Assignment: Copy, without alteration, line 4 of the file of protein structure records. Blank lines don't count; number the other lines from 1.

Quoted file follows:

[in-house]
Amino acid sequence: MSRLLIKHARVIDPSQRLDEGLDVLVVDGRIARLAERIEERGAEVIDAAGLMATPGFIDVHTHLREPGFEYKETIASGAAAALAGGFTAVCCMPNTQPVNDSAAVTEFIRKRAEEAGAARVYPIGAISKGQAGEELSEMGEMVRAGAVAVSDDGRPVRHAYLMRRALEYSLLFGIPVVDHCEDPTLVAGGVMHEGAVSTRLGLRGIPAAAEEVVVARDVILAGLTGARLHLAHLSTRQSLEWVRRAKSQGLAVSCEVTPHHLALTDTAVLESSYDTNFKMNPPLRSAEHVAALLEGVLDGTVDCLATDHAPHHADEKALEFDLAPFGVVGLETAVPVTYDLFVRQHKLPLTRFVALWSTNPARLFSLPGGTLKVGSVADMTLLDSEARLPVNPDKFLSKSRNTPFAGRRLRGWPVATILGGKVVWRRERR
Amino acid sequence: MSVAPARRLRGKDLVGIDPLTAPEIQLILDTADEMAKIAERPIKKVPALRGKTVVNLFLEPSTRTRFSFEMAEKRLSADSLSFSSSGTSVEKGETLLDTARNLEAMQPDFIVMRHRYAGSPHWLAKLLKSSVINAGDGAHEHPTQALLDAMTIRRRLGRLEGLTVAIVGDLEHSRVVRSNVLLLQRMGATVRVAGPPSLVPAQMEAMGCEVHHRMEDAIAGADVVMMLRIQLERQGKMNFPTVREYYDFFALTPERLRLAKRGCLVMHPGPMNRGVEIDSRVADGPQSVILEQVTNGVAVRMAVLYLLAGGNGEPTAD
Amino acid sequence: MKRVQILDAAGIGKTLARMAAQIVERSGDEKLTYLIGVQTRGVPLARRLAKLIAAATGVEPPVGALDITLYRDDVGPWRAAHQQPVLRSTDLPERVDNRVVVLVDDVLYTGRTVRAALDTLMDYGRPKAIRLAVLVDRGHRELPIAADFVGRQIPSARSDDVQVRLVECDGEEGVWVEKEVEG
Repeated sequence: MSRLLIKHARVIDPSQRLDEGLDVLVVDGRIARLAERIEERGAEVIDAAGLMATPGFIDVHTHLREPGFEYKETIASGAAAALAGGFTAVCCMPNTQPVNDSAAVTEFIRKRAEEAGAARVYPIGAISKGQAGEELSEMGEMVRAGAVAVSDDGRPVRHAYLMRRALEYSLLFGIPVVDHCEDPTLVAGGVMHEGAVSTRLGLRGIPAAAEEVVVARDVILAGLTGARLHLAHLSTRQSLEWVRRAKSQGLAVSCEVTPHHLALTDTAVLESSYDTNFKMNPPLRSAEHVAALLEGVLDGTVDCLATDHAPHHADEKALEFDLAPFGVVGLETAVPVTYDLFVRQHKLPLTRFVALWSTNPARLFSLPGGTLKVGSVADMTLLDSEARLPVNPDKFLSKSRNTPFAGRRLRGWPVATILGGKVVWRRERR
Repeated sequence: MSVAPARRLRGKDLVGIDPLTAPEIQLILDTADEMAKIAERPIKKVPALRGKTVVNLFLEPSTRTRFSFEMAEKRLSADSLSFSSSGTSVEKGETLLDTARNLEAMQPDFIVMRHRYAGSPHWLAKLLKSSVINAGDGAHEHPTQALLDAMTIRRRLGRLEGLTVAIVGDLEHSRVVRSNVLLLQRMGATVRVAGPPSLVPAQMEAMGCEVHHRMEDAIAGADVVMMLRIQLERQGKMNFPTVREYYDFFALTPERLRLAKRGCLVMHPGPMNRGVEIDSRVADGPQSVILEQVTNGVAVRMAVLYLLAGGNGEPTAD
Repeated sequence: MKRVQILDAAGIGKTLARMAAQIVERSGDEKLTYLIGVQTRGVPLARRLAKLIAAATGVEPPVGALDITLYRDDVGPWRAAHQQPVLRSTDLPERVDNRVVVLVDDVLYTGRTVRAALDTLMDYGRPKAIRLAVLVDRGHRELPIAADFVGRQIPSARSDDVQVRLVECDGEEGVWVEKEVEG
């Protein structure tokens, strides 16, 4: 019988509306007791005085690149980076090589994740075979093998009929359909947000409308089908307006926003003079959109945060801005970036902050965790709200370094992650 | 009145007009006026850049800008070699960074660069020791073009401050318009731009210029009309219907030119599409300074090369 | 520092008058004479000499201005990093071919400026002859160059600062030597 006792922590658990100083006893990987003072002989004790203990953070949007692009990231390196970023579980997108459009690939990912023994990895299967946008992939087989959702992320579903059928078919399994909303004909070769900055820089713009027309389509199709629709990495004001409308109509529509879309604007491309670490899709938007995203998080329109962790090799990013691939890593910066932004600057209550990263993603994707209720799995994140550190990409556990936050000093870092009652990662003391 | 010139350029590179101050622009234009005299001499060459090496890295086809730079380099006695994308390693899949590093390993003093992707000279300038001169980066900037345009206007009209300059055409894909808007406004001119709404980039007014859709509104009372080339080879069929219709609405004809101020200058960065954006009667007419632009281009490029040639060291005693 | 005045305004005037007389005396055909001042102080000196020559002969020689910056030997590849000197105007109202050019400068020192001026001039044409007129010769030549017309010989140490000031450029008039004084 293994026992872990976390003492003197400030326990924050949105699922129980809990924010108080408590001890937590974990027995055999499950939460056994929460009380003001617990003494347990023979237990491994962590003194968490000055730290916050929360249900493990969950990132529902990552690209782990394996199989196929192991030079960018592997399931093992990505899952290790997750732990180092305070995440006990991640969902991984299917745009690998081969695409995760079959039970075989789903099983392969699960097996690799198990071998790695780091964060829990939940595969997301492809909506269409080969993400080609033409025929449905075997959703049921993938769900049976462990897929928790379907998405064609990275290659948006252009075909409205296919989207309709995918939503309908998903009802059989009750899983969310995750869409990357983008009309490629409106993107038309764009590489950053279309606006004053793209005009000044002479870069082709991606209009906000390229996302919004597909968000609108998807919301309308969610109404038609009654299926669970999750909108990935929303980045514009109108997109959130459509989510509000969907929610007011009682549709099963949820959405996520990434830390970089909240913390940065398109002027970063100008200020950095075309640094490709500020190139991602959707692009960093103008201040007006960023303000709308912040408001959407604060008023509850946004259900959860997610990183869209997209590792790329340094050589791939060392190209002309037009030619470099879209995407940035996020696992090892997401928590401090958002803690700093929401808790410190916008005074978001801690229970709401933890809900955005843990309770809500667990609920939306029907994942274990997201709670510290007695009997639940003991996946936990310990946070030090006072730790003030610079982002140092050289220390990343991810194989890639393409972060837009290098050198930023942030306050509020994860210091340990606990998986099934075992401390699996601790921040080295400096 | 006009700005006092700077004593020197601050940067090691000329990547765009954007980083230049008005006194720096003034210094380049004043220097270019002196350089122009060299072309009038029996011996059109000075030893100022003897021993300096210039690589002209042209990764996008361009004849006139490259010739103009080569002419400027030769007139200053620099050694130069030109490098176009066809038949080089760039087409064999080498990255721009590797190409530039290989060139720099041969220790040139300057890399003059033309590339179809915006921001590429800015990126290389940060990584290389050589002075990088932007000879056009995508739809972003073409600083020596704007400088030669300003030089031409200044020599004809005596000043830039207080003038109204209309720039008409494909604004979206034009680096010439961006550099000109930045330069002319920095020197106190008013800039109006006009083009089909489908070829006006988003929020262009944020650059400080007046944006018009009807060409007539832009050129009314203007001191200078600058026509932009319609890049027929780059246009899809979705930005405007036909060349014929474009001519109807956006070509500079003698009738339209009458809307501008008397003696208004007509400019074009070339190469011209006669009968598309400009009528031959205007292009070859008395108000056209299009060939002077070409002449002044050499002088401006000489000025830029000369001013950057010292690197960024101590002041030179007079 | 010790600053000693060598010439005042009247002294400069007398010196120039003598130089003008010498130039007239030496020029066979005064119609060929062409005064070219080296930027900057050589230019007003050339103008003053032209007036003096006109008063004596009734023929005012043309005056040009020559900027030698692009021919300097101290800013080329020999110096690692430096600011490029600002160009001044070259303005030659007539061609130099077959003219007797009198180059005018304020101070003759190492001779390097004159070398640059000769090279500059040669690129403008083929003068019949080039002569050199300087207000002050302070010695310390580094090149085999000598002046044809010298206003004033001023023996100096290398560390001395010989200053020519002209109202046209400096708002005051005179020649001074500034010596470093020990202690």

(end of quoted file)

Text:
Amino acid sequence: MKRVQILDAAGIGKTLARMAAQIVERSGDEKLTYLIGVQTRGVPLARRLAKLIAAATGVEPPVGALDITLYRDDVGPWRAAHQQPVLRSTDLPERVDNRVVVLVDDVLYTGRTVRAALDTLMDYGRPKAIRLAVLVDRGHRELPIAADFVGRQIPSARSDDVQVRLVECDGEEGVWVEKEVEG